An individual retirement account (IRA) is exempt from tax unless the IRA ceases to be considered an IRA. One way an IRA ceases to be considered an IRA is if its owner engages in a prohibited transaction with respect to the IRA. The direct or indirect extension of credit between a disqualified person and an IRA constitutes a prohibited transaction. For this purpose, a “disqualified person” includes any person who exercises any authority or control over the management or disposition of IRA assets.

In 2001, two taxpayers, Fleck and Peek, established self-directed traditional individual retirement accounts (IRAs) by rolling amounts into those IRAs. Shortly thereafter, Fleck and Peek organized FP Company, Inc. for the purpose of acquiring the assets of Abbott Fire & Safety, Inc. (AFS), a company specializing in fire protection products and government-mandated compliance testing related to fire suppression and safety. Fleck and Peek each caused his traditional IRA to purchase 5,000 shares of the newly issued stock in FP Company for $309,000. FP Company then purchased the assets of AFS. A portion of the purchase price was evidenced by a promissory note from FP Company to AFS, with that promissory note guaranteed by Fleck and Peek (the “guaranty”).

In 2003 and 2004, both Fleck and Peek converted their traditional IRAs to Roth IRAs. The FP Company stock was the sole asset of the traditional IRA in both instances. Fleck and Peek each reported the fair market value of the converted portions of their accounts as taxable income in 2003 and 2004. In 2006, the Fleck and Peek Roth IRAs each sold the shares of FP Company owned by it in an installment sale, under which payments were to be received in 2006 and 2007.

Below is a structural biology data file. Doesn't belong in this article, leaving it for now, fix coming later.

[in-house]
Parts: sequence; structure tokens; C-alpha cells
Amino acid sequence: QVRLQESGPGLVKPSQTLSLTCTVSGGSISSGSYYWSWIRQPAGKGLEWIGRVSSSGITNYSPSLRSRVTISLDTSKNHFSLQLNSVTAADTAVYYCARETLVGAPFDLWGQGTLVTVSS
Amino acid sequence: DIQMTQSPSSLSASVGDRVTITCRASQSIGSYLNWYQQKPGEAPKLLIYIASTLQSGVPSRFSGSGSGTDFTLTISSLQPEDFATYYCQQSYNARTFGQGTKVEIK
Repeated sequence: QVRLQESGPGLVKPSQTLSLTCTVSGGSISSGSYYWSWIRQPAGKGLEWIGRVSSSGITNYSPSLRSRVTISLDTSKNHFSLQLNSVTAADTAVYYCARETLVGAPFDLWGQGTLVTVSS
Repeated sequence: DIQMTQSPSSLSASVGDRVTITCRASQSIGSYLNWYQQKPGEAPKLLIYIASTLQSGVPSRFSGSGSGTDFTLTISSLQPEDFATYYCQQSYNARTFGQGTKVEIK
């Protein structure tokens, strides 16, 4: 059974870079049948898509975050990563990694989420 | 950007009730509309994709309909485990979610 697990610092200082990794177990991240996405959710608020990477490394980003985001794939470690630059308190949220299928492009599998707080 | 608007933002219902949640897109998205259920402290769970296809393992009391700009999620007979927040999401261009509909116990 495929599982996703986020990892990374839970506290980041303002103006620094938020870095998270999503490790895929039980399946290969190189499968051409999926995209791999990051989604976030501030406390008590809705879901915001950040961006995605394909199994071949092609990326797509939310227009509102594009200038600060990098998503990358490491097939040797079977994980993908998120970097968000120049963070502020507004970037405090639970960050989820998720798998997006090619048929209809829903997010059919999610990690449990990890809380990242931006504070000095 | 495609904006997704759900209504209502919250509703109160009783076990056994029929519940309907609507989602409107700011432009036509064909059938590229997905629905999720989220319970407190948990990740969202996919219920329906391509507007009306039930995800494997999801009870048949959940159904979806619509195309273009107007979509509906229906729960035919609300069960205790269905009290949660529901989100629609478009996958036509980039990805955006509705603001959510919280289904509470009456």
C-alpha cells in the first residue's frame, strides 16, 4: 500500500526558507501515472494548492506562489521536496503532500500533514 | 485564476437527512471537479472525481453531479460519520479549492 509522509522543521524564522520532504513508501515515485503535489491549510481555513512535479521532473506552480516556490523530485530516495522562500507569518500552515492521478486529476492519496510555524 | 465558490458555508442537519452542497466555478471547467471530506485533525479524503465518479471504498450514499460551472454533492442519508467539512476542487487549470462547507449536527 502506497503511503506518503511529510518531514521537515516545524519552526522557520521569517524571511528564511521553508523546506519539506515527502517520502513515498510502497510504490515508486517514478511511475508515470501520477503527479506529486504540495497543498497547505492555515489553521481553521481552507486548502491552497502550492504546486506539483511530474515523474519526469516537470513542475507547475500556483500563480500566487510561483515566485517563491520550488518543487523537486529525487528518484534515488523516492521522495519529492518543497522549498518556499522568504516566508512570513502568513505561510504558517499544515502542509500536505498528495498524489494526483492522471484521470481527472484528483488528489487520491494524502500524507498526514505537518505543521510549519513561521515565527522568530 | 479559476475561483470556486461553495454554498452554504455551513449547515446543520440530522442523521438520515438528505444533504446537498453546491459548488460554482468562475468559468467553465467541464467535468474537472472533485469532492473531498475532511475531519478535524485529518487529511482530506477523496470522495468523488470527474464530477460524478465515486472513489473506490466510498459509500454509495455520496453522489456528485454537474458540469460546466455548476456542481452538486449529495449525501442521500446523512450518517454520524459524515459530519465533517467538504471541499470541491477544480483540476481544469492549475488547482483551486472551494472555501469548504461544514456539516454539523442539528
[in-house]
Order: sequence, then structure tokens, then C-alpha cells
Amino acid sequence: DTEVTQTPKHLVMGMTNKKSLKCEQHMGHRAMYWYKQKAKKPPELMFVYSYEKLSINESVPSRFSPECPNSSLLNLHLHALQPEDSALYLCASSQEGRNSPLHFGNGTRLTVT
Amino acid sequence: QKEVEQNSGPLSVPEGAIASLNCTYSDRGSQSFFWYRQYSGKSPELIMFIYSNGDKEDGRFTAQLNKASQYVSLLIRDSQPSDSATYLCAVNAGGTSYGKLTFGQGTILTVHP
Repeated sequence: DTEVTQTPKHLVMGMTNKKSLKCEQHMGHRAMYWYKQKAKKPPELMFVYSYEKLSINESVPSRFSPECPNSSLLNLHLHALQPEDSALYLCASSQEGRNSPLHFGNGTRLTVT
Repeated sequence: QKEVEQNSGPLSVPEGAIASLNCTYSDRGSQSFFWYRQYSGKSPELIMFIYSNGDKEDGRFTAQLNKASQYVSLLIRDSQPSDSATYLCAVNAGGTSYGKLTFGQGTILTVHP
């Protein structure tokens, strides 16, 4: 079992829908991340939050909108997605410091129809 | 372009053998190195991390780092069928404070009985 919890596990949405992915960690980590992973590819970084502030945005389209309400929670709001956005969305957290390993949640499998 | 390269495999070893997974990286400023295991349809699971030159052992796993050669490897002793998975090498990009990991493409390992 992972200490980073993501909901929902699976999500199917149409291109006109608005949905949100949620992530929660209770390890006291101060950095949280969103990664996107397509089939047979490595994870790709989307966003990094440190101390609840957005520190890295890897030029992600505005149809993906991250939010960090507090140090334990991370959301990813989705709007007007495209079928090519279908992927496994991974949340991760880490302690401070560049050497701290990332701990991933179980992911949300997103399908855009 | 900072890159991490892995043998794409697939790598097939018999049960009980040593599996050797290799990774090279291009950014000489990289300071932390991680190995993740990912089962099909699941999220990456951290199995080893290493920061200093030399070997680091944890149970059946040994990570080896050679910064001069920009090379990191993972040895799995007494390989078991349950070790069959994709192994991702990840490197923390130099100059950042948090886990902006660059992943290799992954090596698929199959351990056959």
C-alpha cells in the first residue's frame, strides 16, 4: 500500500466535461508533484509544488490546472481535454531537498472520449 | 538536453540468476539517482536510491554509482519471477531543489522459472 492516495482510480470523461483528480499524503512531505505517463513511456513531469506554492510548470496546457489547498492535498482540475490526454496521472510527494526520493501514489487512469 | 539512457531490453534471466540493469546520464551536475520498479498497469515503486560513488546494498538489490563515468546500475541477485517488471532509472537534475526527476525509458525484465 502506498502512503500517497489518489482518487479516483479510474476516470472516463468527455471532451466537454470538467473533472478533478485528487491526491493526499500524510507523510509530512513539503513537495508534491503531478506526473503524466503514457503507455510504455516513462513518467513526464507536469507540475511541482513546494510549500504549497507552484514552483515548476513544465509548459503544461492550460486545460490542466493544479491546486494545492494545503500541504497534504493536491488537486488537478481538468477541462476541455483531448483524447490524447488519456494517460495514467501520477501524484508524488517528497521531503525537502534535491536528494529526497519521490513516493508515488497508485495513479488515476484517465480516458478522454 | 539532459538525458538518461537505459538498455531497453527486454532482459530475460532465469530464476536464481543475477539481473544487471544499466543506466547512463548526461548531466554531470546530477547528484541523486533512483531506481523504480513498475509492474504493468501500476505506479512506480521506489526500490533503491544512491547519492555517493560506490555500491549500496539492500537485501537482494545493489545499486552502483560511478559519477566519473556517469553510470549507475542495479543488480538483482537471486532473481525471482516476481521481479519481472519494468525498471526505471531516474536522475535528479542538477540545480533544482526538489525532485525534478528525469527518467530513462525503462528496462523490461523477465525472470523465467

The IRS examined Fleck and Peek’s 2006 and 2007 income tax returns and challenged the guaranty as causing the IRAs (both the traditional and Roth IRAs) to cease to be treated as IRAs. While conceding that a guaranty constitutes an extension of credit and that they constituted disqualified persons, Fleck and Peek countered that the extension of credit (i.e., the guaranty) was not between the IRAs and themselves, but involved FP Company and AFS.

The tax court agreed with the IRS that the prohibited transaction rules would be too easily sidestepped if a disqualified person were able to extend credit to a corporation wholly owned by his own IRA, as opposed to lending the money to the IRA itself. Accordingly, the court held that Congress’s use of the term “indirect” was broad enough to cover the guaranty and, thus, the IRAs ceased to be considered IRAs. The result of the court’s holding was that Fleck and Peek were liable for capital gains tax in 2006 and 2007. The court also sustained the IRS’s imposition of a 20-percent accuracy-related penalty. (Peek v. Commissioner, 140 T.C. No. 12)